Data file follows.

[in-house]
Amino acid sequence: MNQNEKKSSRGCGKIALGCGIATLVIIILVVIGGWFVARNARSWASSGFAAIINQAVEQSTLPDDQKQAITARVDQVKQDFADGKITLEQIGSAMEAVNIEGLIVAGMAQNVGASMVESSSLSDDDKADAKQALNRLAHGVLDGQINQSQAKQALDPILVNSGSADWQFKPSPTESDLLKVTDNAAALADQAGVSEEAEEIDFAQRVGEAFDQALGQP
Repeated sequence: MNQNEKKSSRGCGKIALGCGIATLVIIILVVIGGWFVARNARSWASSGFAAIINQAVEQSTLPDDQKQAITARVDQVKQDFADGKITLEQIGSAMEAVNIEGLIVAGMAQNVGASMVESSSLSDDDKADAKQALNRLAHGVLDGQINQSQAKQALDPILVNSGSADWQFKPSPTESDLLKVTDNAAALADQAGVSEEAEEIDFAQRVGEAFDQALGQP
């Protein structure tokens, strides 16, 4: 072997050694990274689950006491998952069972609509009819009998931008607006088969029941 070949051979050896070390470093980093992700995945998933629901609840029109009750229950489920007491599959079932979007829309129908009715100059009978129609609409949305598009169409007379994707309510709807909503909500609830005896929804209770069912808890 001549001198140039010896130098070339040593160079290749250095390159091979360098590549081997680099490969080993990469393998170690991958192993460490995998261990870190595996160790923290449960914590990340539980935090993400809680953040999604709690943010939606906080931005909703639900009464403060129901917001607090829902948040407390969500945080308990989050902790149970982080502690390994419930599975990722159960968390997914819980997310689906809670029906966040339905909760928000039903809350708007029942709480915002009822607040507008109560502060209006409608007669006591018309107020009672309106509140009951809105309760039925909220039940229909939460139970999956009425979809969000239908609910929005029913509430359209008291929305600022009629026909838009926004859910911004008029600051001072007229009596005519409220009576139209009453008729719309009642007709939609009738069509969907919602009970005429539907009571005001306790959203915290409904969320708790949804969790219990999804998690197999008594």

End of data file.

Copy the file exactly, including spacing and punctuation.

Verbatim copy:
[in-house]
Amino acid sequence: MNQNEKKSSRGCGKIALGCGIATLVIIILVVIGGWFVARNARSWASSGFAAIINQAVEQSTLPDDQKQAITARVDQVKQDFADGKITLEQIGSAMEAVNIEGLIVAGMAQNVGASMVESSSLSDDDKADAKQALNRLAHGVLDGQINQSQAKQALDPILVNSGSADWQFKPSPTESDLLKVTDNAAALADQAGVSEEAEEIDFAQRVGEAFDQALGQP
Repeated sequence: MNQNEKKSSRGCGKIALGCGIATLVIIILVVIGGWFVARNARSWASSGFAAIINQAVEQSTLPDDQKQAITARVDQVKQDFADGKITLEQIGSAMEAVNIEGLIVAGMAQNVGASMVESSSLSDDDKADAKQALNRLAHGVLDGQINQSQAKQALDPILVNSGSADWQFKPSPTESDLLKVTDNAAALADQAGVSEEAEEIDFAQRVGEAFDQALGQP
């Protein structure tokens, strides 16, 4: 072997050694990274689950006491998952069972609509009819009998931008607006088969029941 070949051979050896070390470093980093992700995945998933629901609840029109009750229950489920007491599959079932979007829309129908009715100059009978129609609409949305598009169409007379994707309510709807909503909500609830005896929804209770069912808890 001549001198140039010896130098070339040593160079290749250095390159091979360098590549081997680099490969080993990469393998170690991958192993460490995998261990870190595996160790923290449960914590990340539980935090993400809680953040999604709690943010939606906080931005909703639900009464403060129901917001607090829902948040407390969500945080308990989050902790149970982080502690390994419930599975990722159960968390997914819980997310689906809670029906966040339905909760928000039903809350708007029942709480915002009822607040507008109560502060209006409608007669006591018309107020009672309106509140009951809105309760039925909220039940229909939460139970999956009425979809969000239908609910929005029913509430359209008291929305600022009629026909838009926004859910911004008029600051001072007229009596005519409220009576139209009453008729719309009642007709939609009738069509969907919602009970005429539907009571005001306790959203915290409904969320708790949804969790219990999804998690197999008594």